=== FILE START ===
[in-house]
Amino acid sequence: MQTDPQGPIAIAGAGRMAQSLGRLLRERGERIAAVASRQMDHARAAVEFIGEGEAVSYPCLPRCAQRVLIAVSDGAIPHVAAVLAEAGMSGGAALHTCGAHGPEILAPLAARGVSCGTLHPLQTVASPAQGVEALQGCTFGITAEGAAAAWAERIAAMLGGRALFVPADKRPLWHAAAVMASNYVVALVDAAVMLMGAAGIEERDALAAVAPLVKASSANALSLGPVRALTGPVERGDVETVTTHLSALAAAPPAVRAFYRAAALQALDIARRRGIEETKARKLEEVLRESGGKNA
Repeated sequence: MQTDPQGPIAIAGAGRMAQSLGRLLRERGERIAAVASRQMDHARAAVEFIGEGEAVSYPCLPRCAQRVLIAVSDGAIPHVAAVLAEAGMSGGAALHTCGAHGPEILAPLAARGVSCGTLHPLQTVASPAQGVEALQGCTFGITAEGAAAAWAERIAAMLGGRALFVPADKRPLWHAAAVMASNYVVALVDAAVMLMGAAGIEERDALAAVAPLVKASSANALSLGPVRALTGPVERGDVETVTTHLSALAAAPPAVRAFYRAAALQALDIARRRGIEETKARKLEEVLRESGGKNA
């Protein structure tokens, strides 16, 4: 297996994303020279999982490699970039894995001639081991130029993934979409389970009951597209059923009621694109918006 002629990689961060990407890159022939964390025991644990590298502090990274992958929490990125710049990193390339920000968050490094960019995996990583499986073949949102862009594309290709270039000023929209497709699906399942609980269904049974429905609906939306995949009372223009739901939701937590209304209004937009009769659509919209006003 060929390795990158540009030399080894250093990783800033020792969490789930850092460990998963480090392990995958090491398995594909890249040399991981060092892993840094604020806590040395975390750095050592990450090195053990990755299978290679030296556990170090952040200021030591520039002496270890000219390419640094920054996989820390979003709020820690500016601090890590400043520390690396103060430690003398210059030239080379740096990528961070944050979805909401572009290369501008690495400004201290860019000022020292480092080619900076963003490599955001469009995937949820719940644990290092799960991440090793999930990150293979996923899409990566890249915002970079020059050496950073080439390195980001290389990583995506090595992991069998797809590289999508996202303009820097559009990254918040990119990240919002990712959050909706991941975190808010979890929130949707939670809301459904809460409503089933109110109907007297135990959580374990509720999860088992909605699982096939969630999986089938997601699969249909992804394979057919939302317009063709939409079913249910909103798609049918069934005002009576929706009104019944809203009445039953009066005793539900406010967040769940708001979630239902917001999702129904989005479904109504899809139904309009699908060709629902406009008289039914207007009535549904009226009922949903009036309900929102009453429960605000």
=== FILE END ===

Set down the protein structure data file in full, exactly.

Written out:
[in-house]
Amino acid sequence: MQTDPQGPIAIAGAGRMAQSLGRLLRERGERIAAVASRQMDHARAAVEFIGEGEAVSYPCLPRCAQRVLIAVSDGAIPHVAAVLAEAGMSGGAALHTCGAHGPEILAPLAARGVSCGTLHPLQTVASPAQGVEALQGCTFGITAEGAAAAWAERIAAMLGGRALFVPADKRPLWHAAAVMASNYVVALVDAAVMLMGAAGIEERDALAAVAPLVKASSANALSLGPVRALTGPVERGDVETVTTHLSALAAAPPAVRAFYRAAALQALDIARRRGIEETKARKLEEVLRESGGKNA
Repeated sequence: MQTDPQGPIAIAGAGRMAQSLGRLLRERGERIAAVASRQMDHARAAVEFIGEGEAVSYPCLPRCAQRVLIAVSDGAIPHVAAVLAEAGMSGGAALHTCGAHGPEILAPLAARGVSCGTLHPLQTVASPAQGVEALQGCTFGITAEGAAAAWAERIAAMLGGRALFVPADKRPLWHAAAVMASNYVVALVDAAVMLMGAAGIEERDALAAVAPLVKASSANALSLGPVRALTGPVERGDVETVTTHLSALAAAPPAVRAFYRAAALQALDIARRRGIEETKARKLEEVLRESGGKNA
């Protein structure tokens, strides 16, 4: 297996994303020279999982490699970039894995001639081991130029993934979409389970009951597209059923009621694109918006 002629990689961060990407890159022939964390025991644990590298502090990274992958929490990125710049990193390339920000968050490094960019995996990583499986073949949102862009594309290709270039000023929209497709699906399942609980269904049974429905609906939306995949009372223009739901939701937590209304209004937009009769659509919209006003 060929390795990158540009030399080894250093990783800033020792969490789930850092460990998963480090392990995958090491398995594909890249040399991981060092892993840094604020806590040395975390750095050592990450090195053990990755299978290679030296556990170090952040200021030591520039002496270890000219390419640094920054996989820390979003709020820690500016601090890590400043520390690396103060430690003398210059030239080379740096990528961070944050979805909401572009290369501008690495400004201290860019000022020292480092080619900076963003490599955001469009995937949820719940644990290092799960991440090793999930990150293979996923899409990566890249915002970079020059050496950073080439390195980001290389990583995506090595992991069998797809590289999508996202303009820097559009990254918040990119990240919002990712959050909706991941975190808010979890929130949707939670809301459904809460409503089933109110109907007297135990959580374990509720999860088992909605699982096939969630999986089938997601699969249909992804394979057919939302317009063709939409079913249910909103798609049918069934005002009576929706009104019944809203009445039953009066005793539900406010967040769940708001979630239902917001999702129904989005479904109504899809139904309009699908060709629902406009008289039914207007009535549904009226009922949903009036309900929102009453429960605000």